Ironic that yesterday's post was about aliens, because today we have a story of the discovery of a crashed UFO in the Baltic Sea.
Before we proceed further, let's take a look at the photograph, which was taken by the Swedish treasure-hunting group Ocean Explorers:
What I think is interesting about this is that every single site on this story that I looked at did exactly what I just did to you; the writer primed readers to interpret what they were looking at by telling them ahead of time what the subject of the photograph was. In fact, a good many sites had headlines such as "Swedish Team Finds Millennium Falcon in Baltic Sea," thereby not only telling you that you were going to be looking at a photograph of a spaceship, but telling you which spaceship it was.
Humans are pattern-finders. It's a very important skill. Our ability to make sense of the millions of visual inputs our eyes register daily -- to notice some, disregard others, and to focus on recognizable patterns -- is of obvious evolutionary significance. It is critical in most situations, however, to have some idea of what you're looking at ahead of time. Take the following random pattern of black dots and white spaces:
Unless you'd seen this rather famous photograph before, you probably didn't see a damn thing in it. Then, I used the word "photograph," and you very likely went, "Wait..." and looked again. Then, if I tell you it is a photograph of a dalmatian dog... suddenly it pops out.
The point is, when you already have a guess as to what you're looking at, it makes it much easier to see. This would have been pretty helpful to proto-hominids on the African savanna, where being able to pick out a lion's face from amongst the dried tufts of yellow grass would have been a major life-saver. However, like most things, this ability can backfire -- and make you see things that aren't there, simply because you were already convinced that you knew what you were looking at.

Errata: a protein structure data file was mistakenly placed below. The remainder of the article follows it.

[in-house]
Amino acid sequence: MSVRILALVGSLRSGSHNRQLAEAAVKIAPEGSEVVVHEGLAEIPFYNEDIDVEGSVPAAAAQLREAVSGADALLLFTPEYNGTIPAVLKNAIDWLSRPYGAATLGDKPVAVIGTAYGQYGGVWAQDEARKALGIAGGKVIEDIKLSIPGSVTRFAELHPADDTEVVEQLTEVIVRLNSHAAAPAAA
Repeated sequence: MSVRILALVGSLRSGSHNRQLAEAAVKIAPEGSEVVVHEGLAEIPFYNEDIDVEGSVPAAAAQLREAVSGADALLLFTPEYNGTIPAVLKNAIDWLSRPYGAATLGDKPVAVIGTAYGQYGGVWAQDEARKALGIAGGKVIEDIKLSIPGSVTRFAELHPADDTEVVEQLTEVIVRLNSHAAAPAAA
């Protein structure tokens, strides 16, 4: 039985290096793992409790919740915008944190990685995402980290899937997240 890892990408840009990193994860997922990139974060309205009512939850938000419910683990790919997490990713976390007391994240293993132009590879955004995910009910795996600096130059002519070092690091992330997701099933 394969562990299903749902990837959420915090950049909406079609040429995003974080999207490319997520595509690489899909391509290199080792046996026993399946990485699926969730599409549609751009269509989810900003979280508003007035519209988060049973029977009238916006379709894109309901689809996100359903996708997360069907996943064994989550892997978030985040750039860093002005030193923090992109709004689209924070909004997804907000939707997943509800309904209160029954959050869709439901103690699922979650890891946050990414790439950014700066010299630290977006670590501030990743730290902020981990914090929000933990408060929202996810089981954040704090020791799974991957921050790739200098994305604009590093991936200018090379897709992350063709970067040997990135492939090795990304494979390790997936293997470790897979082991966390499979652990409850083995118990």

There are a great many examples of perfectly natural objects that have a peculiarity about them that might lead you to believe that they're manmade. Take the Giant's Causeway, in Ireland:
The sheer regularity of this structure -- thousands of hexagonal, smooth-sided pillars -- has led people to variously surmise that they were made by gods, giants, and the lost civilization of Atlantis. In fact, all they are is hexagonal cooling cracks in igneous rock -- a perfectly natural occurrence. Now that you know that (which you may have already), you notice that they're not perfectly regular, and they're packed too tightly to be anything likely to be made by humans. However, if I'd told you that these were pillars of an ancient temple before showing you the photograph, I wonder if that would have even occurred to you?
Back to our crashed spaceship. What makes it look like a spaceship? It's (1) vaguely oval in shape; (2) has long, parallel lines in it; and (3) there's a section of it (the "back end of the spaceship") that has a gap, right where we are accustomed to seeing the exhaust system of spaceships in movies. All right, could this be a spaceship? I suppose, but aren't there other explanations that are a tad more likely? It may not be a natural object -- its regularity supports that conjecture -- but maybe it's just a piece of a sunken ship (a gun turret, perhaps?). Alternately, it could just be a rock formation. Recall how convincingly face-like the "Face on Mars" looked -- until you saw it from another angle.
In any case, I'm not ready to accept that it's an alien spacecraft, based on one photograph, nor to warn divers to watch out if they approach it so they don't get infiltrated by the Black Oil (sorry for the X Files reference if you're not an aficionado). Given how easy it is to fool the human mind, especially if they're already primed to interpret what they're seeing in a particular way, I'm perfectly willing to delay my excitement until we get more information.